Eventually One Dreams the Real Thing by Marianne Boruch

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Readers are invited to think carefully through the world they’ve inherited, with Boruch’s discerning eye and conversational voice as a guide.
-Publishers Weekly

Synopsis

A starred review in Library Journal says this about Eventually One Dreams the Real Thing: “Only a poet as accomplished as Boruch could make such beautiful verse while leading us through the everyday, of life’s subtle, steady shiftings (‘the bird’s hunger, seeking shape’). If the opening image of a pool filled with cruelly dredged up roses bespeaks quiet assent (‘I stood before them the way an animal/ accepts sun’), the next poem turns immediately to progress (and hence progression) as a modern invention beyond the heaven-and-hell alternatives; finally, the poet concedes, ‘I lose track of my transitions.’ In fact, transition defines us. Here, a static painting gives way to ‘between and among,’ a simple typeface never yields a perfect copy, and even in a medieval score, two exquisite quavers are connected by a slur. Highly recommended.”

"Marianne Boruch's work has the wonderful, commanding power of true attention: She sees and considers with intensity."—The Washington Post

"Boruch refuses to see more than there is in things—but her patience, her willingness to wait for the film of familiarity to slip, allows her to see what is there with a jeweler's sense of facet and flaw."—Poetry

In her tenth volume of poetry, Marianne Boruch displays a historical omnipresence, as she converses with Dickinson, envisions Turner painting, and empathizes with Arthur Conan Doyle. She looks unabashedly at the brutality of recent history, from drone warfare to the disaster in New Orleans from Hurricane Katrina. Poems that turn her gaze towards childhood, nature, animals, and her own poetics are patches of light in the collection's chiaroscuro.

From "Before and Every After":

Eventually one dreams the real thing.

The cave as it was, what we paid to straddle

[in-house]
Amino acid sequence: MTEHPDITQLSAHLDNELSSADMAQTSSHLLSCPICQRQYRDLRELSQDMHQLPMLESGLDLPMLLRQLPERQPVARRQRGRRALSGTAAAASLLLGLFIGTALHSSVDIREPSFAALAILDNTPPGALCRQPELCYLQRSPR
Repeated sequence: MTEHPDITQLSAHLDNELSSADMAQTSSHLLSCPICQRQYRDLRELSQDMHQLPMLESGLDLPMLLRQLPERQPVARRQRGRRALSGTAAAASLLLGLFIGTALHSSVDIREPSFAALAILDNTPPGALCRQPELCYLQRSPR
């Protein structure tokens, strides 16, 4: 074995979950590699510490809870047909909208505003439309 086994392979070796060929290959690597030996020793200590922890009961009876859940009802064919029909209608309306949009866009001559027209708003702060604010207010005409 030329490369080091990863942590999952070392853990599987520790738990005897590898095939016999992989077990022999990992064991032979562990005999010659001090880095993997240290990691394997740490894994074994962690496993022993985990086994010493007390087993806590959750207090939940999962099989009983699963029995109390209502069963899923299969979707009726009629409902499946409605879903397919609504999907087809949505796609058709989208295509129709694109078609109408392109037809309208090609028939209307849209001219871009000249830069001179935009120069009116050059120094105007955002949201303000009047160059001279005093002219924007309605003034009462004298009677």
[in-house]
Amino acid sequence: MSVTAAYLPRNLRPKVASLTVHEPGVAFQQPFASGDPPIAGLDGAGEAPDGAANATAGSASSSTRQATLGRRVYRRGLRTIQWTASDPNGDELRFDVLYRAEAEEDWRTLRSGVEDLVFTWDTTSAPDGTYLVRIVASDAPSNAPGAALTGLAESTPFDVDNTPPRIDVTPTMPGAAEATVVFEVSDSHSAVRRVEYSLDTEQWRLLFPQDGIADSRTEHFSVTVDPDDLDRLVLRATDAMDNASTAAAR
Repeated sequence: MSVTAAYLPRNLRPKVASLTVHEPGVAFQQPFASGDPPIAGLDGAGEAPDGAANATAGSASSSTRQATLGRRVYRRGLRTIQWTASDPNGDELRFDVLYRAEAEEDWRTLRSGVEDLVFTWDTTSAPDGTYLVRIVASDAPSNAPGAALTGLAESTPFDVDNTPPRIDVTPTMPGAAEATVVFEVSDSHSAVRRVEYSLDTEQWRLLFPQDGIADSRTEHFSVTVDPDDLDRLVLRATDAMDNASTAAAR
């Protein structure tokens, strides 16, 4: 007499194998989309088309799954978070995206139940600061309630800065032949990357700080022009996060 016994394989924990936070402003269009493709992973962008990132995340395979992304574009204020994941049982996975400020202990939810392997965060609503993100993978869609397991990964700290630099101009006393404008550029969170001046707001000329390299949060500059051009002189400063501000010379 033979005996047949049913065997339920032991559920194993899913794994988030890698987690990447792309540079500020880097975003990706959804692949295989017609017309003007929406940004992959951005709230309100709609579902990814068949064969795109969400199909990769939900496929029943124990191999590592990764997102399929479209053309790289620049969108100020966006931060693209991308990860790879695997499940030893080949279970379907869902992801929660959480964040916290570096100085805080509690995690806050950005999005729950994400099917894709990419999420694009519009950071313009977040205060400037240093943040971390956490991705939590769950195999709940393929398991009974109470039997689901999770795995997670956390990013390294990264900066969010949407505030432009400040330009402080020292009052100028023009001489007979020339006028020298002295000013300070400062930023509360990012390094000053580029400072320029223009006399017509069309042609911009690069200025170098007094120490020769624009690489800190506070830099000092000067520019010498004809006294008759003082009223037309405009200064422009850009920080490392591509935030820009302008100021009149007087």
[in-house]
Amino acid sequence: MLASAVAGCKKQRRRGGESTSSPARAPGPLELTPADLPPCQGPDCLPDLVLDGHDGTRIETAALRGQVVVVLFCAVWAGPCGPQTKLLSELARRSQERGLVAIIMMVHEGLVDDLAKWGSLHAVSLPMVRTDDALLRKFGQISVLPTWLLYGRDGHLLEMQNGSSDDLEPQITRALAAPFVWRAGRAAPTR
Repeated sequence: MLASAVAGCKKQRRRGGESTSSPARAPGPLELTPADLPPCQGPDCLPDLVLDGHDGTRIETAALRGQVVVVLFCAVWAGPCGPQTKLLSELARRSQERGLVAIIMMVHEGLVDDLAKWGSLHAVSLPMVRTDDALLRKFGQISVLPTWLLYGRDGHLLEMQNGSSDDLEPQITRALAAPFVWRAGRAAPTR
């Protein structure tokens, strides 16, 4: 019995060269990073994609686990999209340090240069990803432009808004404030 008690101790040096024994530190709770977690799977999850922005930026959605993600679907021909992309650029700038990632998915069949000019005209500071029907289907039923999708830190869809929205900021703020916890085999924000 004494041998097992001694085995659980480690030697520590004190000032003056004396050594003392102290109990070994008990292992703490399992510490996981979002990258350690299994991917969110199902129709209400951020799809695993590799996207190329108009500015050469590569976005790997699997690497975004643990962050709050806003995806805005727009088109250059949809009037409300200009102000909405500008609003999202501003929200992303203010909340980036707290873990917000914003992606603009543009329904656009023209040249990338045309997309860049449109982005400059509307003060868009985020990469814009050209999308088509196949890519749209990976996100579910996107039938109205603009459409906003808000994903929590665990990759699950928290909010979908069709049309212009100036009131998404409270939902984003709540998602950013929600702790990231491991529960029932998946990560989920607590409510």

a skinny box-turned-seat down the middle, narrow boat
made special for the state park, the wet, the tricky

passing into rock and underground river.

A single row of strangers faced front, each of us
behind another close
as dominoes to fall or we were angels lined up
politely, pre-flight…

Marianne Boruch is the author of ten collections of poetry. She is the 2013 recipient of the Kingsley Tufts Poetry Award, and has taught at Purdue University since the inception of their MFA program. She lives in West Lafayette, Indiana.

 

About Marianne Boruch

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Marianne Boruch: Poet and essayist Marianne Boruch grew up in Chicago and received a BS from the University of Illinois and an MFA from the University of Massachusetts. She is the author of several collections of poetry, including Poems New & Selected (2004), which was a finalist for the Lenore Marshall Poetry Prize. Her honors include fellowships from the Guggenheim Foundation and the National Endowment for the Arts, two Pushcart Prizes, and the Terrence Des Pres Prize for Poetry. Boruch has taught at Purdue University since the inception of their MFA program, and she also teaches in the low-residency MFA program at Warren Wilson College.
 
Published October 17, 2016 by Copper Canyon Press. 108 pages
Genres: Literature & Fiction. Non-fiction
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Publishers Weekly

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on Jun 24 2017

Readers are invited to think carefully through the world they’ve inherited, with Boruch’s discerning eye and conversational voice as a guide.

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